We have settled on the Atlantic Boat Basin, just south of Norfolk, Virginia. We will leave the boat here in late March, this being a fairly convenient location from which to continue the trip home later in May. We have chosen this marina as it is very sheltered, has convenient shopping for provisioning the boat for the ocean passage, and it has been highly recommended by other sailors. Norfolk has an airport with Air Canada connections. The marina is inside a lock facility which means no tide and good protection from the wind. The boat will be in a wet storage berth at a cost of $150 US per month. The yard has a number of sheds providing undercover storage while leaving the boats in the water. Our mast will not fit under the roof, so Vagrant Sea will remain outside.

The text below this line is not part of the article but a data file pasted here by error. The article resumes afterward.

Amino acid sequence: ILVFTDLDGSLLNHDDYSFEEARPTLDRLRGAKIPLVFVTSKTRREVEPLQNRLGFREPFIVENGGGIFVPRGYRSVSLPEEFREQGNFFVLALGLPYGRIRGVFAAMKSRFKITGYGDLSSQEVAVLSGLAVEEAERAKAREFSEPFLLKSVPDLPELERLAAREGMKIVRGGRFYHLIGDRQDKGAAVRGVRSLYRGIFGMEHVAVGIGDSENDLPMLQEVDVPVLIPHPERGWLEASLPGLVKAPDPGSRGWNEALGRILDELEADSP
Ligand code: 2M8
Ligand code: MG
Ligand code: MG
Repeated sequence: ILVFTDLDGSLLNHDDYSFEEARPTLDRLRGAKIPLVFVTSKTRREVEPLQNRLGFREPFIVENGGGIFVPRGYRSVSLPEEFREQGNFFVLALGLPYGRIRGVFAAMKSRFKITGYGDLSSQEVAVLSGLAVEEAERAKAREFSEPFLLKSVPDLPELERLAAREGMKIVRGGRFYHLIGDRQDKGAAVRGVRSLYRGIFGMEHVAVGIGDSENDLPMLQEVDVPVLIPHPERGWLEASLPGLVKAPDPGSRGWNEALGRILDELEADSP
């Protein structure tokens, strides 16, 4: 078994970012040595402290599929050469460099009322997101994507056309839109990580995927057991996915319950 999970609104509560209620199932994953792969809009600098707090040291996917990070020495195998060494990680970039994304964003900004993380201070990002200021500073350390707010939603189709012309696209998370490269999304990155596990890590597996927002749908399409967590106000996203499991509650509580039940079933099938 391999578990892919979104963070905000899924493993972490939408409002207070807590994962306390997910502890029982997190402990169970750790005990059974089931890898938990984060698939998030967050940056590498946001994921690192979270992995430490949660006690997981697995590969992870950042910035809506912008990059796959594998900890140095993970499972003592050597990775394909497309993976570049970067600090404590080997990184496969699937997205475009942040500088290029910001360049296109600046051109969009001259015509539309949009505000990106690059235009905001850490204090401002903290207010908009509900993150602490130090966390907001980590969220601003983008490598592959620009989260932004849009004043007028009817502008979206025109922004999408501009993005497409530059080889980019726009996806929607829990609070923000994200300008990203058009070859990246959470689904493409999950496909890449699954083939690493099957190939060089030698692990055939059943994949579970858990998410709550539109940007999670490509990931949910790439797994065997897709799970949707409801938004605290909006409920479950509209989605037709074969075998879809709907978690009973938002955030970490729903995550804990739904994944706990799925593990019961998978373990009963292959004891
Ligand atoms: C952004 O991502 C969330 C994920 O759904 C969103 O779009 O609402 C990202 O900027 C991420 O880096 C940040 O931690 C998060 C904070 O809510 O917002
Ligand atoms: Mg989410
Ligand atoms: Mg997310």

We spend our last few days on board getting the boat settled away for the two months that we would be away. We take some time to tour Norfolk and Williamsburg, a couple of hours away. The next leg of our route home involves a twenty-four hour bus ride to Ottawa, where we catch a flight to St. John’s. Cruising has developed our ability to adapt to different forms of travel. When you pick up the boat in one place and leave it a thousand miles away you cannot book return flights, and one-way tickets tend to be prohibitively expensive. We have adapted to travel by train, bus, and by delivering drive-away cars. On this occasion the bus was the most economical route.
Fair winds and snug harbours,
Jim Miller – Vagrant Sea